Glühwein, gløgg, mulled wine, hot spiced wine, call it what you like. It’s delicious!

What’s the difference between all the above? Who makes the best gluhwein on the hill? Are the packet mixes an acceptable alternative to making it from scratch? All these things sparked my interest recently when I was chatting with my friend Lou McGeehan who manages Chorki Ski Club.

Mulled wine, also known as spiced wine, is an alcoholic drink usually made with red wine, along with various mulling spices and sometimes pieces dried fruit, served hot or warm. It is a traditional drink during winter in Great Britain, Europe, and Scandinavia, especially around Christmas. In the dim dark past, people heated their mug of wine by inserting a hot poker from the fire into it. Nowadays, we’re more likely to heat it on the stove or in the microwave.

The German mulled wine features red or white wine, spices, citrus, vanilla, and sugar. It is most often made with red wine, although I discovered you can use white wine if you prefer. This warmed wine beverage has been around since at least 1420 in Germany. This is based on the discovery of a Glühwein tankard which is thought to have belonged to Count John IV of Katzenelnbogen. He was a German nobleman and was also the first grower of Riesling grapes.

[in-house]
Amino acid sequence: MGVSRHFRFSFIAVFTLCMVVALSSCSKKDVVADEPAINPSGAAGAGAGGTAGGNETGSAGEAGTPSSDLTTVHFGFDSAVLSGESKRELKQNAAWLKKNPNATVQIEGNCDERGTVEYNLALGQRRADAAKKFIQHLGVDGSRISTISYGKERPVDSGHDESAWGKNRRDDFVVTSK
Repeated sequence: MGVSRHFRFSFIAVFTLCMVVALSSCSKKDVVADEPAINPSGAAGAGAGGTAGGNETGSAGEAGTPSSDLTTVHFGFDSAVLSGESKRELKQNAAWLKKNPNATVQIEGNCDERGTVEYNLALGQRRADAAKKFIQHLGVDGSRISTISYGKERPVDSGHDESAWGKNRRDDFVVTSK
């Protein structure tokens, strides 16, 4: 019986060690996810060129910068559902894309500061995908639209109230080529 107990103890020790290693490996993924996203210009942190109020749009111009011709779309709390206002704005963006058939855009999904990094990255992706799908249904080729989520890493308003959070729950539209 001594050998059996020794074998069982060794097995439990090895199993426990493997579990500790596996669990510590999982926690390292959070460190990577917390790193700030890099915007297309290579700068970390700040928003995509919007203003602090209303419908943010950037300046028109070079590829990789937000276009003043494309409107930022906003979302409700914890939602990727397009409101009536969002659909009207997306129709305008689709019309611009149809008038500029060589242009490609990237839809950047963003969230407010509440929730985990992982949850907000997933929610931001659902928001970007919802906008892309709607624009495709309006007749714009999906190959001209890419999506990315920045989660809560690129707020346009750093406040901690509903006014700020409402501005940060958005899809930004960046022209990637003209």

Although this is the first known evidence of German Glühwein specifically, mulled wine has existed for even longer. Roman troops were known to drink warm spiced wine in the First Century CE and spread the tradition across the different regions they conquered. I mean, if you’re conquering a people, introducing them to a delicious beverage is going to be better received in the long run than the introduction of smallpox. In Scandinavian countries the drink is known as gløgg and it often includes aquavit, cardamom and dried fruit. There is even a non-alcoholic version called Kinderpunsch (so google told me).

When I was in Munich in January, I tried white Glühwein for the first time. It was nice, but it was a bit like drinking cold coffee, i.e., it did the job, but my brain kept thinking ‘there’s something not quite right about this’. All this reminiscing made me wonder where I can get a Glühwein on the hill. So, I did some investigating and am happy to report the following places can meet all your hot spiced beverage needs this winter: Astra, Chophouse, Cloud 9, Frying Pan, Huski, Lakeside, Powderkeg, Someplace Else.

I feel like with all these Glühwein options on the hill, it begs the question: who has Falls Creek’s best tasting hot spiced wine? Falls Creek Glühwein competition anyone? All I know is I’m putting Glühwein spices on my purchasing list for 2024.

Have a great week and see you in store!


Cheers, Nyree

Above Foodworks, through the public seating, through the bathroom corridor & up the short flight of stairs.